Affectionately known as Chicken, Froot, or Pecosita (Little Freckled One), Selena’s adventures to date has been as diverse as her aliases. Selena’s international experience includes work as a community Archaeologist in Peru working to foster sustainable cultural communities, as well as assisting groups of students and youth on exchanges to both Peru and Mexico.
In her current role as Northeast Program Coordinator for the YMCA Youth Achievement Program, Selena has put her passion for inclusive communities to work. As a Certified Immigration Practitioner, Selena is passionate about refugee and immigrant rights and capacity building for Calgary’s young newcomers. She is a guiding committee member of Social and Community Responsibility through Education, Art, and Music (S.C.R.E.A.M.), which equips local high school students to take action for environmental and social justice in their own communities. She is also a strong advocate for Canada’s social responsibility to provide a safe and welcome home to the oppressed and persecuted, no matter where they are from.
Selena is greatly motivated by her ever encouraging husband Nathan and plays mama to the cutest dog you could ever imagine. Seriously – the cutest. In what little free time she has (thank-you, Next Up!), Selena can also be found learning to hoop dance, eating tacos, or listening to Stuart McLean – probably all at the same time.
Robyn Luff is an, educator, ecologist, music lover, yoga enthusiast and life long learner. She grew up on Vancouver Island, constantly awed by the beauty of nature around her, though also constantly upset at all the rain. She completed her undergrad in Biology at the University of Victoria, and immediately headed south to sunnier climes. She spent two years in Puntarenas, Costa Rica, where she taught a self-designed curriculum at a bilingual elementary school. Her time in Costa Rica helped her to discover the transformative nature of education, and lead her to apply to the Master of Teaching Program at the University of Calgary. During the program, Robyn became increasingly interested in the shifting paradigms of education- from a linear, industrial model to a more cooperative, constructivist one. She believes that education is one of the most inspiring and vital ways to create social change. Robyn’s life is also strongly intertwined with water- she has worked with the Alberta Wilderness Association, Trout Unlimited Canada, and other community organizations to raise awareness of water issues through education. Robyn is presently a NDP member of the Alberta Provincial Legislature. She very pleased to call Calgary home, and is excited and optimistic about the prospects for social change in our city.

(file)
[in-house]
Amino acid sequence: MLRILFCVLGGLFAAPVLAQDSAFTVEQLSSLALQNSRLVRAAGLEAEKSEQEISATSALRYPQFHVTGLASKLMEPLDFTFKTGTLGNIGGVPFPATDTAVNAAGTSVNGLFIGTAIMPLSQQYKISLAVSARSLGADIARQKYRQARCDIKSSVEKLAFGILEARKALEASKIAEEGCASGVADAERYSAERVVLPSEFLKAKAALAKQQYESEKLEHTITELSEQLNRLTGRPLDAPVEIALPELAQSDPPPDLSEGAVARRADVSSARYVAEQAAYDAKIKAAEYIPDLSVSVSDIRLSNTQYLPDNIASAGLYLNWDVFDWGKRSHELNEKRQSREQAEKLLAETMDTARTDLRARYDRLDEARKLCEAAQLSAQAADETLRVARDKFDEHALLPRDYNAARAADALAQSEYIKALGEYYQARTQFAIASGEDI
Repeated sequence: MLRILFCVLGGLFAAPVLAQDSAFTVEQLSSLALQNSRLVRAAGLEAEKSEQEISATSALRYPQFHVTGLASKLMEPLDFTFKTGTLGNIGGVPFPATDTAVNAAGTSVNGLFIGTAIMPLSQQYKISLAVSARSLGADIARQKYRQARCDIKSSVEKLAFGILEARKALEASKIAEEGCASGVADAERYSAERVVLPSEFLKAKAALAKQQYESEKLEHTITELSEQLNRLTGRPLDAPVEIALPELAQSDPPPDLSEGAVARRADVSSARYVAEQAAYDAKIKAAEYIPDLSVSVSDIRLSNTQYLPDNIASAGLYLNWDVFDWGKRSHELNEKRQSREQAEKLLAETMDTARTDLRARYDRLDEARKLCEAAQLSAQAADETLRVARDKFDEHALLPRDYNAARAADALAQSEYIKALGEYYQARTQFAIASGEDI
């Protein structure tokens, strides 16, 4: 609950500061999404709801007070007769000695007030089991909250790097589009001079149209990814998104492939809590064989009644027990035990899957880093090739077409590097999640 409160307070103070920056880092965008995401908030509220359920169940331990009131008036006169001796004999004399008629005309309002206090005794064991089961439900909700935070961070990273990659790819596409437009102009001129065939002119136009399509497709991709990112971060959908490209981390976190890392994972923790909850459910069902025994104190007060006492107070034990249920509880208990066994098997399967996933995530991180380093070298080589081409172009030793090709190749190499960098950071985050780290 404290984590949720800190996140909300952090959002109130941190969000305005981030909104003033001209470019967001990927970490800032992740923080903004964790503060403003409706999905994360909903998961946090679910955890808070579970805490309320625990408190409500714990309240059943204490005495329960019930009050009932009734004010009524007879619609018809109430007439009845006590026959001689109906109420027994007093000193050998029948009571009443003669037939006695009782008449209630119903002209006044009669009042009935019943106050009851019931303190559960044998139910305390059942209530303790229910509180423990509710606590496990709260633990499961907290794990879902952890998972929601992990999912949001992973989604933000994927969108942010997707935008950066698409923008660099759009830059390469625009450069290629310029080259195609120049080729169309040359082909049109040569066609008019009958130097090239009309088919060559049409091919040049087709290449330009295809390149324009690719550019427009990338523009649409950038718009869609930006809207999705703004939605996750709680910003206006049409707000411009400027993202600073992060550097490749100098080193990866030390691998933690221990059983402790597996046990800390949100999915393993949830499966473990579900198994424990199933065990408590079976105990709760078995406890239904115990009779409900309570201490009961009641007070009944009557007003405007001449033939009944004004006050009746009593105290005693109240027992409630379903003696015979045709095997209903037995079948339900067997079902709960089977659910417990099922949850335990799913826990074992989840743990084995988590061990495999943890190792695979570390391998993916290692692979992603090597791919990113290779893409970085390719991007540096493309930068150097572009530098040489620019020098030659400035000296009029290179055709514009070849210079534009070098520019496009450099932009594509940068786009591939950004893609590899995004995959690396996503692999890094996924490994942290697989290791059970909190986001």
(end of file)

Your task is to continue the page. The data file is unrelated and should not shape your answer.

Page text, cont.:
Born and raised in Calgary Alberta, Philip is impressed with the beauty and vibrancy of his city. Since helping to organize demonstrations against the G8 summit in nearby Kananaskis in 2002, he has grown to appreciate the power of people to affect change and to determine their own futures. Philip cut his teeth as an activist working with Food Not Bombs, a youth based anti-poverty organization. In 2006 Philip joined the now closed Haymarket Cafe, a worker-owned cooperative which operated as an Anarchist bookstore, Infoshop, cafe, and social space for music and art in the heart of the city. Philip has been a member of the Calgary Anarchist Bookfair committee for 8 years which continues to offer key insights into how and why people organize themselves for collective self-betterment.
As a recent graduate of Development Studies from the University of Calgary, he is currently exploring what community development can look like in a city like Calgary. A strong supporter of the Arusha Centre, a grassroots environmental and social justice organization, he continues work towards creating a sustainable and progressive community in Calgary.
Philip has never been as hopeful or felt as capable working in Calgary as he is now. Philip loves his city is staying in put!